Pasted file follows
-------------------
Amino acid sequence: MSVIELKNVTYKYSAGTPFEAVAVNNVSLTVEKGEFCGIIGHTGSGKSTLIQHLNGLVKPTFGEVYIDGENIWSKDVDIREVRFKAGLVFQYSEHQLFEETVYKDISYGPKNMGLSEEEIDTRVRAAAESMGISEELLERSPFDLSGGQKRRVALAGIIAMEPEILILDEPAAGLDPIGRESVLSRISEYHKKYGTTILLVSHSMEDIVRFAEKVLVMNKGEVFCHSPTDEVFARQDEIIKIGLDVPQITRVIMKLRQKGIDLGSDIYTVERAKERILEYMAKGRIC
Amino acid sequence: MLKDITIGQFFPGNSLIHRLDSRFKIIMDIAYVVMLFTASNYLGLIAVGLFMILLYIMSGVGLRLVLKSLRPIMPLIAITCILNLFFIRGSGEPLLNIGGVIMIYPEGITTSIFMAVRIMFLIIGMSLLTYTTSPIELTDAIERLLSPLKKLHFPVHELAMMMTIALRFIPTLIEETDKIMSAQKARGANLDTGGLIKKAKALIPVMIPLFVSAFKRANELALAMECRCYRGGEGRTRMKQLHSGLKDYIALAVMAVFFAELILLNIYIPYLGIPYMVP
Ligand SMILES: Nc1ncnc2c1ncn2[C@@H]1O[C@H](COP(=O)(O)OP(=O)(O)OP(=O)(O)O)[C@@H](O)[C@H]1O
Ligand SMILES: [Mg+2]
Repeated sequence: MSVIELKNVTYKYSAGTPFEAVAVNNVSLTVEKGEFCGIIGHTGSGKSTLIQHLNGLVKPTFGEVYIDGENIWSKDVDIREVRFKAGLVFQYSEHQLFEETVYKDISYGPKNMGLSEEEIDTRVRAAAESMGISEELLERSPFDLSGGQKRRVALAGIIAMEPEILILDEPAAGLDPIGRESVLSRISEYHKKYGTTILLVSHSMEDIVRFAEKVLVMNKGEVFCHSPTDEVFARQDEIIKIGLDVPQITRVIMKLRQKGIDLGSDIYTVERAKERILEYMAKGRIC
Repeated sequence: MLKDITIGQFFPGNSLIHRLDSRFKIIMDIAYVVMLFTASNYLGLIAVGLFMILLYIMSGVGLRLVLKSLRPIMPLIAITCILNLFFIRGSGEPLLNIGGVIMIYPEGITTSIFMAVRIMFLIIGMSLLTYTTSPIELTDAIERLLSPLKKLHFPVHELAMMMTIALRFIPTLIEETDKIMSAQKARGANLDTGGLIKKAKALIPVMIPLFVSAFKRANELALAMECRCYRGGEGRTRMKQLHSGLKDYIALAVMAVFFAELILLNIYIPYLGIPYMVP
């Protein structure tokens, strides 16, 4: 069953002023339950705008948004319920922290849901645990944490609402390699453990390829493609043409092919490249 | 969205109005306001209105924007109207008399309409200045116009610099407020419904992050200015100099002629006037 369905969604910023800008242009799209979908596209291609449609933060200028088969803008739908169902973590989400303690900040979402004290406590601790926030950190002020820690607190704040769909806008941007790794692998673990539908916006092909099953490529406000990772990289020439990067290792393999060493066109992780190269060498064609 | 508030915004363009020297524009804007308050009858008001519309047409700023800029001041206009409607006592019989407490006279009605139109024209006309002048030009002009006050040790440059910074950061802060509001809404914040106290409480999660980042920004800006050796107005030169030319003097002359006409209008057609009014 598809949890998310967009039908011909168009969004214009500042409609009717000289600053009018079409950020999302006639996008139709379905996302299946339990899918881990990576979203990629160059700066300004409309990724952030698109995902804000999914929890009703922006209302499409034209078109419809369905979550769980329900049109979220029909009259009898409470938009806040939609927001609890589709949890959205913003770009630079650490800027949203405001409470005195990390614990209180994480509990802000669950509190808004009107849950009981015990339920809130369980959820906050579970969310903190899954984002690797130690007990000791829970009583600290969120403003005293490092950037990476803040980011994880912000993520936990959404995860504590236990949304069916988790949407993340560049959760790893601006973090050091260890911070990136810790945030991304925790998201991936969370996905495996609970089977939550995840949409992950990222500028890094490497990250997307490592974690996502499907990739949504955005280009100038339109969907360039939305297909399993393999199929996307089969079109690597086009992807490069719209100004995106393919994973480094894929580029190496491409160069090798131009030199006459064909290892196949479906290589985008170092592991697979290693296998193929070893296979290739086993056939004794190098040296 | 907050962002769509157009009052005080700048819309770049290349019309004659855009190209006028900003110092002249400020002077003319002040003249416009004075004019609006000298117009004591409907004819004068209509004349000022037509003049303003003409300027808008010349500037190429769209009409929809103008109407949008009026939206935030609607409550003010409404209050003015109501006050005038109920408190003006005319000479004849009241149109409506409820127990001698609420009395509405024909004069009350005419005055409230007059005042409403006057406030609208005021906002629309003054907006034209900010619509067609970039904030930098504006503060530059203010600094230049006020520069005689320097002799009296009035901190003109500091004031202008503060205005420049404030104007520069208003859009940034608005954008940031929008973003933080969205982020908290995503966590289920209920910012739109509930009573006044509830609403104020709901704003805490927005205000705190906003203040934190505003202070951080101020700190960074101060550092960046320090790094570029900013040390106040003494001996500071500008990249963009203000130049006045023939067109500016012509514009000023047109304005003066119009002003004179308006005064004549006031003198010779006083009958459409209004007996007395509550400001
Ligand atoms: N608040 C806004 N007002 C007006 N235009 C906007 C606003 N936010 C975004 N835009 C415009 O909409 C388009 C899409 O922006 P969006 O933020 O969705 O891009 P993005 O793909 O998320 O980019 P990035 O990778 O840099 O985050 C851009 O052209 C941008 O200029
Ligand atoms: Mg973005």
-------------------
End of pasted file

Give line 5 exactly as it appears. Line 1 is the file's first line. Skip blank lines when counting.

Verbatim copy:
Repeated sequence: MSVIELKNVTYKYSAGTPFEAVAVNNVSLTVEKGEFCGIIGHTGSGKSTLIQHLNGLVKPTFGEVYIDGENIWSKDVDIREVRFKAGLVFQYSEHQLFEETVYKDISYGPKNMGLSEEEIDTRVRAAAESMGISEELLERSPFDLSGGQKRRVALAGIIAMEPEILILDEPAAGLDPIGRESVLSRISEYHKKYGTTILLVSHSMEDIVRFAEKVLVMNKGEVFCHSPTDEVFARQDEIIKIGLDVPQITRVIMKLRQKGIDLGSDIYTVERAKERILEYMAKGRIC